Background The functional plasticity of tumor-infiltrating B (TIL-B) cells spans from an array of anti-tumor responses to non-canonical immune suppression but yet, its influence on the tumor microenvironment (TME) is often underappreciated. Previous studies demonstrated how humoral immune responses have considerable impact on the tumor microenvironment and to the progressive development of hepatocellular carcinoma (HCC). Despite high dimensional immune profiling of HCC being performed extensively in recent years, the focus of the immune oncology field is largely emphasized on the biology of T cells and myeloid cells.
Methods In the present study, we integrated single cell RNA sequencing and BCR sequencing to reveal the development trajectory of regulatory B cells (Bregs) within tumor and non-tumor tissues with a cohort of HCC patients. To further validate our transcriptomics findings, flow cytometric analysis on a separate validatory patient cohort was performed. Additional in vitro functional assays were also perform to further substantiate our findings.
Results The combinatory analysis of gene expression and BCR clonotypes revealed a developmental trajectory of regulatory B cells (Bregs) across HCC etiologies. Shared regulons between Bregs and plasma cells were also revealed in a single cell gene regulatory network. Furthermore, by flow cytometry (FACS) analysis, the Breg phenotype was found to resemble age-associated B cells (ABCs) to co-express Tbet and CD11c and being the non-switch memory (non-SM) B cells, which expressed higher levels of PD-L1, CD25 and granzyme B. Using in vitro assays, we demonstrated that the presence of HCC tumor cells could induce the upregulation of these suppressive factors on peripheral blood B cells, at the same time, resulting in differential capacity to co-stimulate T cell proliferation.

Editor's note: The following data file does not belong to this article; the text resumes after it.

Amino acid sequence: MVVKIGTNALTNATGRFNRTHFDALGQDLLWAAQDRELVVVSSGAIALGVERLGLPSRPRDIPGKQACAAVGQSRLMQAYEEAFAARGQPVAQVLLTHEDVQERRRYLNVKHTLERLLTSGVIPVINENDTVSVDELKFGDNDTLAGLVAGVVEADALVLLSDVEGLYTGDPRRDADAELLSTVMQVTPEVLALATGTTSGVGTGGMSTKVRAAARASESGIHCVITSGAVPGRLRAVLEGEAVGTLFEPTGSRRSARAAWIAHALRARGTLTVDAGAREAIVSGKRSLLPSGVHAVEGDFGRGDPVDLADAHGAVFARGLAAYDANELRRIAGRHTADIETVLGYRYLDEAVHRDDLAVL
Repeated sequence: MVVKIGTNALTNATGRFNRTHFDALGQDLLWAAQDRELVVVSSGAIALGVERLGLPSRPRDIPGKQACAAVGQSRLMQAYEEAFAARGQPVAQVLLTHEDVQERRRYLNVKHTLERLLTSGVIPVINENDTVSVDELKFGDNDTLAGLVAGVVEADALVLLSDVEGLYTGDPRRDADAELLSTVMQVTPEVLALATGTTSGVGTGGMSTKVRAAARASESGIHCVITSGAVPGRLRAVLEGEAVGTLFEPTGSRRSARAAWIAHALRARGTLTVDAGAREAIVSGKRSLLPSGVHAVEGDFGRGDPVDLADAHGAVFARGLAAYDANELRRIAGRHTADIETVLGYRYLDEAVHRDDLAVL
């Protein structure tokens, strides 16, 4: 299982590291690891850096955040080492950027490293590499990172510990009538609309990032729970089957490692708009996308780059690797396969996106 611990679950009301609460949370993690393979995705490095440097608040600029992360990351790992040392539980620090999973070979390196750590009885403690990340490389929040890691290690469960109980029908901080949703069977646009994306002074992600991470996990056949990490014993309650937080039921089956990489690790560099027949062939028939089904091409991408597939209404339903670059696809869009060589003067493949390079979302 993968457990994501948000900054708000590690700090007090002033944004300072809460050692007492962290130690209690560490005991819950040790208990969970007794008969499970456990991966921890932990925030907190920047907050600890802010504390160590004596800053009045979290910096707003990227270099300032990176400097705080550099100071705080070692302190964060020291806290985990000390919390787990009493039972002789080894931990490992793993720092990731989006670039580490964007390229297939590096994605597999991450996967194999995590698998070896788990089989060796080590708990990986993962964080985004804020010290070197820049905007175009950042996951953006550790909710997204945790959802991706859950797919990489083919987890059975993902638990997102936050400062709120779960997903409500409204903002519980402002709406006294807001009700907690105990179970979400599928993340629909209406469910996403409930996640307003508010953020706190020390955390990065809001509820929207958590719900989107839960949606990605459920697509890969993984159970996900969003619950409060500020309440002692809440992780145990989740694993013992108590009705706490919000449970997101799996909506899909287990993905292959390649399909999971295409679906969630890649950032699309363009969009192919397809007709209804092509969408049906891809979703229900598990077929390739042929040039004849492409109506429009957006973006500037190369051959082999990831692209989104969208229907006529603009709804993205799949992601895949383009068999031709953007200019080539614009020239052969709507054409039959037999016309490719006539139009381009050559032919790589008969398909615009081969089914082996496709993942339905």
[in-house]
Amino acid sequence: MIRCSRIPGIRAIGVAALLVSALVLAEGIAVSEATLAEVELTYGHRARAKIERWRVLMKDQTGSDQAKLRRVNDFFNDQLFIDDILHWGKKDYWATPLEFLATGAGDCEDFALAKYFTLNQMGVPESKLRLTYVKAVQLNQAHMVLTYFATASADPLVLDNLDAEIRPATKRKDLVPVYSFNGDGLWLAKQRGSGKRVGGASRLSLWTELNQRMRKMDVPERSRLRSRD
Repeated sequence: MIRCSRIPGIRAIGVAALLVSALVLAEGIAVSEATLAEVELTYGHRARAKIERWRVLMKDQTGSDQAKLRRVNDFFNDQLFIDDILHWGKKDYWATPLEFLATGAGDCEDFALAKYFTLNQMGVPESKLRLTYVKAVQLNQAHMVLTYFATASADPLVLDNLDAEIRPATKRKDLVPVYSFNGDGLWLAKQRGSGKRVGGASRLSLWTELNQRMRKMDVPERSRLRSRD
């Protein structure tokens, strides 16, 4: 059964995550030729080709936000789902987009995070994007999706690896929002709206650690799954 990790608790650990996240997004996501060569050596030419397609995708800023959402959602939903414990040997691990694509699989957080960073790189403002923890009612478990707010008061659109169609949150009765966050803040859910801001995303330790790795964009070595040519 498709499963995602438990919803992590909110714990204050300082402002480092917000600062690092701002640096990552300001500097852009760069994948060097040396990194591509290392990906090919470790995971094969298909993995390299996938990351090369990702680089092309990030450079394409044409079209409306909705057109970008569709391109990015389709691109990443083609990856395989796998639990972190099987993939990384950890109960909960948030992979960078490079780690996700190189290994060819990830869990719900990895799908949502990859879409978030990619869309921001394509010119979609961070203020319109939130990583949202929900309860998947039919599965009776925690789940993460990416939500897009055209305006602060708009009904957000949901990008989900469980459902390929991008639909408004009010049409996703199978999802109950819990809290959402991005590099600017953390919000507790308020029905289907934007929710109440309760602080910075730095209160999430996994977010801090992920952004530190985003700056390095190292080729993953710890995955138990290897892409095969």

Conclusions Taken together, our study had for the first time, uncover a potential association between inflammatory ABCs and cancer. We highlighted the significance of Bregs in HCC and their potential involvement in immune tolerance during conventional immune checkpoint therapies. With deeper understanding of viral-acquired memory and the development of immune resistance, harnessing the immunogenicity of viral-driven cancers may pave the way forward for the development of novel therapeutic interventions for HCC.
Acknowledgements We would like to thank the flow cytometry core services of the Singapore Immunology Network and clinical coordinators of National Cancer Centre, Singapore for their technical assistance. This work is funded by the National Research Foundation of Singapore (NRF-CRP26–2021RS-0001) and National Medical Research Council (NMRC/OFLCG/003/2018).
Ethics Approval Peripheral blood were collected from and in accordance with the Health Sciences Authority (Ref. #201306–04). Peripheral blood, non-tumor and tumor tissues were collected from HCC patients in National Cancer Centre, Singapore in accordance with institutional review board (CIRB Ref:2019/2303).
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